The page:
I like the idea of splitting the investment.
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Thanks for the detailed reply Acme.

You are most welcome.

1) I don't have the list in front of me now, but there is no Vanguard with low fees. They all charge 1.3+% fees. I choose two, one of them is NBSRX.

I just looked on Morningstar and the expense ratio is 0.89% for NBSRX. Are there other fees in your account that would not be included in Morningstar's report?

2) About 45% tax - I am in California and these are the numbers for me. I went to paycheck calculator and adjusted the deduction until my net gain lowered by the same amount. And I have no discipline issues when it comes to investments.

This means that your marginal tax rate is 33%. I was mistakenly thinking in terms of effective tax rates before, but the marginal rate is what applies here.

One note...when you are in this tax bracket, you are generally not eligible for Roth IRA contributions. Are you using the 2-step work-around to make your Roth contributions?

3) Math in my own investment - You are right the math is not perfect. I had to start somewhere. I will look into factoring dividend gains and taxing and taxation on reallocation.

If I add 0.15 tax on gains every year the number I get is:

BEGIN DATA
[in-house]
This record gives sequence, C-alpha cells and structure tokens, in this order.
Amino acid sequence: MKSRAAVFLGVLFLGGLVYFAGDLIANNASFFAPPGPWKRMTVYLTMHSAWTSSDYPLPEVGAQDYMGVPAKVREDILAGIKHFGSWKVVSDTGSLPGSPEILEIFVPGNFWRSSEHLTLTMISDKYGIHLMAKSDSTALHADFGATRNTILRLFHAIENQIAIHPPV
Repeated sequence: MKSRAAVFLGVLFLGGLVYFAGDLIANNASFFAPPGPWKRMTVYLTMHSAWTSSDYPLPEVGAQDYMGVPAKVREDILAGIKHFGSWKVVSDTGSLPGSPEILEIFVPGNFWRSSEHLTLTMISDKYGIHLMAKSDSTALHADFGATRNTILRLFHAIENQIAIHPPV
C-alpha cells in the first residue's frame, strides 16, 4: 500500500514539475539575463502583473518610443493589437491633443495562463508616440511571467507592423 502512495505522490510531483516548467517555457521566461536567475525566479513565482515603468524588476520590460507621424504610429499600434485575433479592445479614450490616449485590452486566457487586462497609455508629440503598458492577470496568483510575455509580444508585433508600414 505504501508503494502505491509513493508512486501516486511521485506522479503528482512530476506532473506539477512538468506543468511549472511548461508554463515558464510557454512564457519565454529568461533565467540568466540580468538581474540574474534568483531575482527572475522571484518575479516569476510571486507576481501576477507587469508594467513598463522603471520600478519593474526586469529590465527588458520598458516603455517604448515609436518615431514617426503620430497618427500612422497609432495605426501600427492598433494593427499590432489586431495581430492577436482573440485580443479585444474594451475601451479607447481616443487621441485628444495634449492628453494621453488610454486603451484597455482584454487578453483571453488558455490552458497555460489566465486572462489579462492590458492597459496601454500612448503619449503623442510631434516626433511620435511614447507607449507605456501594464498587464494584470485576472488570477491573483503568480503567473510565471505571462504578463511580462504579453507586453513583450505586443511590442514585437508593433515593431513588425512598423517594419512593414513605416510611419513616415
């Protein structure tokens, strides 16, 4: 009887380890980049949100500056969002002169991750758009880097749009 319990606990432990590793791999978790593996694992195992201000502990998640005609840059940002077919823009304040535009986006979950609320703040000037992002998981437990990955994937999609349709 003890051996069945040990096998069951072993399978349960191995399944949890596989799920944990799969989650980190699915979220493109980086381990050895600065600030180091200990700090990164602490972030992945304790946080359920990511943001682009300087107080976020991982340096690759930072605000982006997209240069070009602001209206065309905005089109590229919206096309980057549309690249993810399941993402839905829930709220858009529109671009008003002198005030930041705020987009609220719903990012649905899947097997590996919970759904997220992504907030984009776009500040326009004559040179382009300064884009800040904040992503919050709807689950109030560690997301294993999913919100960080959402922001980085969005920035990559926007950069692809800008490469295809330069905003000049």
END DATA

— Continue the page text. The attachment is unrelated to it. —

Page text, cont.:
Now I think you have gone too far with taxes! :) You are not likely to sell/buy every year. So there's no need to look at a 15% tax each year. You just have to take 15% of the GAIN (end amount minus contributions) away at the end. Even this is overly simplified, but it gets you close enough.

Of course, things we don't know -- such as future tax rates and future returns -- can push things far enough away from our initial assumptions that our results are just plain wrong. This is why I suggested the possibility of the split approach.

4) Tax percent on retirement - I went to paycheckcity and entered 27996 yearly income and that's the number I got. And for the sake of simplicity I am making the calculations in today numbers for both my investment and the 401k.

Did you exempt yourself from FICA and Medicare? (It looks like you had them withheld when I run the numbers.) You won't pay those taxes on 401(k) distributions.

Also, I know little to nothing about California tax law, but do you pay SDI on 401(k) distributions? It seems unlikely to me, but anything is possible in California!

Personally, I love the process of having 3 piles of money for retirement.

1. Roth IRA/401(k) -- tax free money
2. Traditional IRA/401(k) -- pre-tax money
3. Taxable Accounts -- partially tax-free; partially pre-tax